The exhibition, “Made for the Trade”, curated by Ron Johnson and Coleen Kelley Marks with the assistance of Jill Mefford and interns Katie LaSala and Stephanie Mitten, at the Trinidad Museum explores local Native American baskets and the changes that occurred through making them for sale and trade outside of the Indian community.
The “Indian curio trade” redefined baskets as art. Methods of collecting and interpreting baskets changed through commerce, anthropology, photography and displays in a white home's “Indian corner” or “Indian room.”
Major weavers, including Elizabeth Hickox, Nettie Ruben, Amy Smoker and Ella Johnson, are featured as well as collectors and interpreters Brizard & Co., Grace Nicholson, Emma Freeman, A.W. Ericson, Alfred Kroeber and Lila O'Neale.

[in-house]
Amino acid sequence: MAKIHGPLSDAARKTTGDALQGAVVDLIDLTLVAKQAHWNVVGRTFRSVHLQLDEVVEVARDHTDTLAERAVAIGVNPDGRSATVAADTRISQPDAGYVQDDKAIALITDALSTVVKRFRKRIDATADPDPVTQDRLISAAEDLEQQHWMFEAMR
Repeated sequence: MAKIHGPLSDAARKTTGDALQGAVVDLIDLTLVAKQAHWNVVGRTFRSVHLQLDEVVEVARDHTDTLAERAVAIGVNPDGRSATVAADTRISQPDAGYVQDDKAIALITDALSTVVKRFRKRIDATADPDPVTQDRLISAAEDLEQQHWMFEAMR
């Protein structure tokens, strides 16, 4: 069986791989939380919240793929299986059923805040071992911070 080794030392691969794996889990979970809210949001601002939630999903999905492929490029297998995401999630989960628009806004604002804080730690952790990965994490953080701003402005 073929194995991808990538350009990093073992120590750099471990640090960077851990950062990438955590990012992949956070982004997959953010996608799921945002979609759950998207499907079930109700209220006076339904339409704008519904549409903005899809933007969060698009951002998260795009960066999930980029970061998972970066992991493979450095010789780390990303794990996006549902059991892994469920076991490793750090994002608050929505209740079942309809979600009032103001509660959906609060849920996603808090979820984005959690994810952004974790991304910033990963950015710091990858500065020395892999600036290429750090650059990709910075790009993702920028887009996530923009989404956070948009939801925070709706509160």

On view are new basket forms of covered bottles, basket cups and saucers, pedestal and fancy, fancy baskets, stick baskets for clothes, picnics and handle baskets. Many new basket patterns appeared from weavers' imaginations and from designs popular in the commercial world.
Johnson traveled to the Huntington Museum in Pasadena, Berkeley, Yale and to western museums to research this exhibit. On the board of directors of both Trinidad Museum and the Clarke Historical Museum in Eureka, he is an art historian with specialties in late 19th and early 20th century art history. He has taught Tribal Art and many other art classes at Humboldt State University.
The Trinidad Museum located at 400 Janis Court, off Patrick's Point Drive, Trinidad, California is open regularly from Thursday through Sunday, 12:30 to 4 p.m.